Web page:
Magnetic resonance–guided stereotactic laser ablation therapy for the treatment of pediatric brain tumors: a multiinstitutional retrospective study

the Pediatric Stereotactic Laser Ablation Workgroup

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Abstract

OBJECTIVE This study aimed to assess the safety and efficacy of MR-guided stereotactic laser ablation (SLA) therapy in the treatment of pediatric brain tumors. METHODS Data from 17 North American centers were retrospectively reviewed. Clinical, technical, and radiographic data for pediatric patients treated with SLA for a diagnosis of brain tumor from 2008 to 2016 were collected and analyzed. RESULTS A total of 86 patients (mean age 12.2 ± 4.5 years) with 76 low-grade (I or II) and 10 high-grade (III or IV) tumors were included. Tumor location included lobar (38.4%), deep (45.3%), and cerebellar (16.3%) compartments. The mean follow-up time was 24 months (median 18 months, range 3–72 months). At the last follow-up, the volume of SLA-treated tumors had decreased in 80.6% of patients with follow-up data. Patients with high-grade tumors were more likely to have an unchanged or larger tumor size after SLA treatment than those with low-grade tumors (OR 7.49, p = 0.0364). Subsequent surgery and adjuvant treatment were not required after SLA treatment in 90.4% and 86.7% of patients, respectively. Patients with high-grade tumors were more likely to receive subsequent surgery (OR 2.25, p = 0.4957) and adjuvant treatment (OR 3.77, p = 0.1711) after SLA therapy, without reaching significance. A total of 29 acute complications in 23 patients were reported and included malpositioned catheters (n = 3), intracranial hemorrhages (n = 2), transient neurological deficits (n = 11), permanent neurological deficits (n = 5), symptomatic perilesional edema (n = 2), hydrocephalus (n = 4), and death (n = 2). On long-term follow-up, 3 patients were reported to have worsened neuro-psychological test results. Pre-SLA tumor volume, tumor location, number of laser trajectories, and number of lesions created did not result in a significantly increased risk of complications; however, the odds of complications increased by 14% (OR 1.14, p = 0.0159) with every 1-cm3 increase in the volume of the lesion created. CONCLUSIONS SLA is an effective, minimally invasive treatment option for pediatric brain tumors, although it is not without risks. Limiting the volume of the generated thermal lesion may help decrease the incidence of complications.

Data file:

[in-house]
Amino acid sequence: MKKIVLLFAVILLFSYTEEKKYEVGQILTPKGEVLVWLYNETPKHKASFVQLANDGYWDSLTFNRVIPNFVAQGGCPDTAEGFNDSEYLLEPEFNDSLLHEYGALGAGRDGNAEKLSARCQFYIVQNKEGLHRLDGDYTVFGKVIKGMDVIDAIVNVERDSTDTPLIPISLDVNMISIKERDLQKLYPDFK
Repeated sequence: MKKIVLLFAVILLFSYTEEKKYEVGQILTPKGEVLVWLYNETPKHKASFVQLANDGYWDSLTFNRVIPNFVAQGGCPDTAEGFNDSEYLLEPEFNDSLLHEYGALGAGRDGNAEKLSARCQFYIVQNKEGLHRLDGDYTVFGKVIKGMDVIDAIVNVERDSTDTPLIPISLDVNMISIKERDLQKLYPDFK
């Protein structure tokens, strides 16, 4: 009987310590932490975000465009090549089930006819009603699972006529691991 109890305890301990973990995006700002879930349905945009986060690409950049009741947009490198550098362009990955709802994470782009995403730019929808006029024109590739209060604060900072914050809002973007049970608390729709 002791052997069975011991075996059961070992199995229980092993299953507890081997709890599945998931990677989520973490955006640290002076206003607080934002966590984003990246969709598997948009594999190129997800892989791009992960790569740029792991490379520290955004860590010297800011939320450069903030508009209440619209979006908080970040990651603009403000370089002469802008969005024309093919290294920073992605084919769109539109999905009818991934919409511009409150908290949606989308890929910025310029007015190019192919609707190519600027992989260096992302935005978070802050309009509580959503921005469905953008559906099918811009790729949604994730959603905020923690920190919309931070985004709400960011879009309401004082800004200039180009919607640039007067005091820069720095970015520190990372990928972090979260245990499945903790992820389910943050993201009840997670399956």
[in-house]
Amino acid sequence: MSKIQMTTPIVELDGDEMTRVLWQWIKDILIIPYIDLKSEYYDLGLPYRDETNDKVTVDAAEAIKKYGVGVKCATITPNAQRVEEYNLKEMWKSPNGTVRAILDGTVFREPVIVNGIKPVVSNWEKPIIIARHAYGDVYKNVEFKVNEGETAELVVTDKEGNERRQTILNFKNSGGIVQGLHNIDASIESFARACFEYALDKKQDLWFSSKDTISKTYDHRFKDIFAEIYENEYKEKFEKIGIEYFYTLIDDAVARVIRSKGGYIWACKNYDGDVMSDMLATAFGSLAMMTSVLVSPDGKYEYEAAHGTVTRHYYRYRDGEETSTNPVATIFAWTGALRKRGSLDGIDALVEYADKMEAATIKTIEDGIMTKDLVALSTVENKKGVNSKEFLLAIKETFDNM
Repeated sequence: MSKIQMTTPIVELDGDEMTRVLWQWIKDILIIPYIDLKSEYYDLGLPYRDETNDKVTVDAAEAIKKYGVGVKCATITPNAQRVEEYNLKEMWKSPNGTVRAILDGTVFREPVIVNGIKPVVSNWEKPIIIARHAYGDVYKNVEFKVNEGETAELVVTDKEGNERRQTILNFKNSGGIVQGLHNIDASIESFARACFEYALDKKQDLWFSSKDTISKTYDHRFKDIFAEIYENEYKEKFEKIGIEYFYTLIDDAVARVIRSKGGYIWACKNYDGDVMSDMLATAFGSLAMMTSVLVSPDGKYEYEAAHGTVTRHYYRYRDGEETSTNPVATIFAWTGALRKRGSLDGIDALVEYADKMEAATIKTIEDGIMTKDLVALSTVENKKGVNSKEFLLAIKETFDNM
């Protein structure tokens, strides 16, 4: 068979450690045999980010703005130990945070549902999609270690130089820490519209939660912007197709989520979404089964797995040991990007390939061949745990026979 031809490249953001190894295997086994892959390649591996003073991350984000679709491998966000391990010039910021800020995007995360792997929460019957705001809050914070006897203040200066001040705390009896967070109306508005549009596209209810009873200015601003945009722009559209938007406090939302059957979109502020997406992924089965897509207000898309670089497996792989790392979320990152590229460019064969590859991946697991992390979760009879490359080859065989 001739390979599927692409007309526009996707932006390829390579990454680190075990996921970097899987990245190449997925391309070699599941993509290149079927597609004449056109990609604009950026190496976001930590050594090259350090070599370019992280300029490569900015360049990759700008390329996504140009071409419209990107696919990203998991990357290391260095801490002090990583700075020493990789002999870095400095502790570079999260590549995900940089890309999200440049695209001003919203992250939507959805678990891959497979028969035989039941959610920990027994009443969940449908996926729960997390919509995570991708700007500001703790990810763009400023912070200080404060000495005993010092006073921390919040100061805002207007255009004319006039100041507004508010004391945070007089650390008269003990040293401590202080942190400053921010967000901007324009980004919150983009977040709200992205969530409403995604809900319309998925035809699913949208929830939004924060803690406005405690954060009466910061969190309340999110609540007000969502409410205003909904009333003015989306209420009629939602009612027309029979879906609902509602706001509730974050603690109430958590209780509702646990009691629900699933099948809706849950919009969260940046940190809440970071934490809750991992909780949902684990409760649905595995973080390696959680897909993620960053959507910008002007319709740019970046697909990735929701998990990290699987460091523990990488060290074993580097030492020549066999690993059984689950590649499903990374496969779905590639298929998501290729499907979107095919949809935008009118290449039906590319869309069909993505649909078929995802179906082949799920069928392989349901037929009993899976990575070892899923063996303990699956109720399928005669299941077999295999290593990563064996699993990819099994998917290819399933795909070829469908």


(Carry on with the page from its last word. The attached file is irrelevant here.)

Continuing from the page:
Original languageEnglish (US)
Pages (from-to)13-21
Number of pages9
JournalJournal of Neurosurgery: Pediatrics
Volume26
Issue number1
DOIs
StatePublished - Jul 2020

Keywords

  • Laser interstitial thermal therapy
  • LITT
  • Magnetic resonance–guided stereotactic laser ablation
  • Minimally invasive technique
  • Oncology
  • Pediatric brain tumors
  • SLA

ASJC Scopus subject areas

  • Surgery
  • Pediatrics, Perinatology, and Child Health
  • Clinical Neurology

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